Blindness and the Brain
The Affect of Blindess on the Structure of the Developing Brain
The Brain in Sighted and Blind Individuals
When an individual can see their vision begins in their retina (Breedlove & Watson, 2013). The connection then goes to the photoreceptors called rods and cones which then releases neurotransmitter molecules which controls the activity of the bipolar cells that synapse with them (Breedlove & Watson, 2013). The bipolar cells then connect with the ganglion cells whose axons form the optic nerve which carries information to the brain (Breedlove & Watson, 2013). A sighted person is able to navigate the world through their eyes and brain connections but a blind individual has to perceive the world in other ways.
A Blind individual's brain compensates for the inability to see by heightening other senses in order to perceive the world. For instance, a blind individual may be able to hear or feel better than a sighted individual in order to make up for the lack of vision. How someone's brain makes up for the lack of vision depends on when the person becomes blind. This is because the age of when someone becomes blind also depends on how much brain matter is lost or gained (University of California, 2009). One thing researchers found that did not depend on age is enlargement in areas of the brain not responsible for vision namely the frontal lobes (University of California, 2009).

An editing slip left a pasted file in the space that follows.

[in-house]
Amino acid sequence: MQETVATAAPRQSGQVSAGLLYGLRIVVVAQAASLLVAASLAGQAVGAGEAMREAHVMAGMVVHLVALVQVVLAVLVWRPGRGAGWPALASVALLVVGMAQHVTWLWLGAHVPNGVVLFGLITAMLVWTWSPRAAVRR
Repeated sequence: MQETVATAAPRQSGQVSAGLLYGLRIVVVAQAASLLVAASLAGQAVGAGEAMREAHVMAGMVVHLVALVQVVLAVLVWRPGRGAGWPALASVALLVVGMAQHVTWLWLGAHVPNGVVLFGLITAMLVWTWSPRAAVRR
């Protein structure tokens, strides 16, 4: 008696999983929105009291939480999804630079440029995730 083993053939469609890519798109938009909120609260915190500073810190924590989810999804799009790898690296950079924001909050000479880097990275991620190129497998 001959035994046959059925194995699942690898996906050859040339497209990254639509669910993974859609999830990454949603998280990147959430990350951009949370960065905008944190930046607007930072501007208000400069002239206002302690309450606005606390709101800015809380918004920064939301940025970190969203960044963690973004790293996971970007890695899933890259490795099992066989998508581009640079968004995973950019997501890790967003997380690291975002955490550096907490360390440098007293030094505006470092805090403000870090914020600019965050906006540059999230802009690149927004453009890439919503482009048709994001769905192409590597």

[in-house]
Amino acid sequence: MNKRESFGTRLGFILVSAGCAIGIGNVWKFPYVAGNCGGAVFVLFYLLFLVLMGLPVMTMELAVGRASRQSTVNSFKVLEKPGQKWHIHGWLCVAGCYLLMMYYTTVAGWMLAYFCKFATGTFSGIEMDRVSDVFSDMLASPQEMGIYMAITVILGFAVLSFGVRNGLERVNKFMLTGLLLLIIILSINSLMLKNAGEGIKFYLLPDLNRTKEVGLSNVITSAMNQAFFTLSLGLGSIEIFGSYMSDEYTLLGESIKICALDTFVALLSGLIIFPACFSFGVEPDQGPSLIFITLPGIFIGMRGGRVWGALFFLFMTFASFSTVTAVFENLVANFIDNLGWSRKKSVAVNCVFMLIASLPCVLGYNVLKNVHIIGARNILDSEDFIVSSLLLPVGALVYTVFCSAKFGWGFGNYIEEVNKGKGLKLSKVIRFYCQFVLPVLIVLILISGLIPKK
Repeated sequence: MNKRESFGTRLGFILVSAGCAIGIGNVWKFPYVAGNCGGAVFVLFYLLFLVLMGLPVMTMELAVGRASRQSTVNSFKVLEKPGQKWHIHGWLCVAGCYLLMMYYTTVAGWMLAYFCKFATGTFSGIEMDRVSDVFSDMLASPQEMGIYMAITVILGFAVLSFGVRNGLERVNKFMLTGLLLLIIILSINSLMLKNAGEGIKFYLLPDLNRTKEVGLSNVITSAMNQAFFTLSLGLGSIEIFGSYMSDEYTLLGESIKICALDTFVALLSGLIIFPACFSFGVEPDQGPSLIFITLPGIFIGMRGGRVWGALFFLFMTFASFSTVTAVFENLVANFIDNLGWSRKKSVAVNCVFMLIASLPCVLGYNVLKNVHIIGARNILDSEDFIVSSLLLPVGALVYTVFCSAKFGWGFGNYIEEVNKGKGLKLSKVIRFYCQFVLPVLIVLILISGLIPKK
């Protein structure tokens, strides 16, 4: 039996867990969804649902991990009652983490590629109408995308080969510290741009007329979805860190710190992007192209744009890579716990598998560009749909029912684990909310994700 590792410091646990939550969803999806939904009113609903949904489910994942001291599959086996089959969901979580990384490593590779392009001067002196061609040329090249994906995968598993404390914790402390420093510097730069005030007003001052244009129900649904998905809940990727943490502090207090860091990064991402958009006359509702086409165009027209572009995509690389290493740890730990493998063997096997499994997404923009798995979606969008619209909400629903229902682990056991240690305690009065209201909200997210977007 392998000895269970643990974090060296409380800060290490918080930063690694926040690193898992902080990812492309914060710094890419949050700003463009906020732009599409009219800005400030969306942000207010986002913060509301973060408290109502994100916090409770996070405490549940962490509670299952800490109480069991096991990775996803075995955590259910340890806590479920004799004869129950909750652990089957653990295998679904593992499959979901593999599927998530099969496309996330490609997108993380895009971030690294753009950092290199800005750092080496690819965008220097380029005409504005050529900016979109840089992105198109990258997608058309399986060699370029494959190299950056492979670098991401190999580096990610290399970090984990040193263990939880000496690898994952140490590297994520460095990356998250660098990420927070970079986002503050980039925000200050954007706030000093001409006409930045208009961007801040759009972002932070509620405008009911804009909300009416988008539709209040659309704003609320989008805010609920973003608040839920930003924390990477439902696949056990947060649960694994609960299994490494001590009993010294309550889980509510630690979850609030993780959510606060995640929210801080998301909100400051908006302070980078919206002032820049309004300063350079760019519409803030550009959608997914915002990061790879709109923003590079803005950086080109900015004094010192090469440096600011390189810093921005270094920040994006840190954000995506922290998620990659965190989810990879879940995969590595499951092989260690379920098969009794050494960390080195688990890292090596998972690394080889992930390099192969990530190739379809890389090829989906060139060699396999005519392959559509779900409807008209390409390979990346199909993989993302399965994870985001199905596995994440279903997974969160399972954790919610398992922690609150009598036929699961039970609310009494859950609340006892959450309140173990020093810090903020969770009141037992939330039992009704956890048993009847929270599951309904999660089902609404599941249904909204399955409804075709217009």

Videos that Explain Vision and the Brain
Breedlove, S. M., & Watson, N. V. (2013). Biological Psychology (7th ed.). Sunderland, MA: Sinauer Associates Inc.
MindHacks. (2007). The unique construction of the blind brain. MindHacks. Retrieved from http://mindhacks.com/2007/04/12/the-unique-construction-of-the-blind-brain/
University of California. (2009). Blindness causes structural brain changes, implying brain can re-organize itself to adapt. Science Daily. Retrieved from www.sciencedaily.com/releases/2009/11/091118143259.htm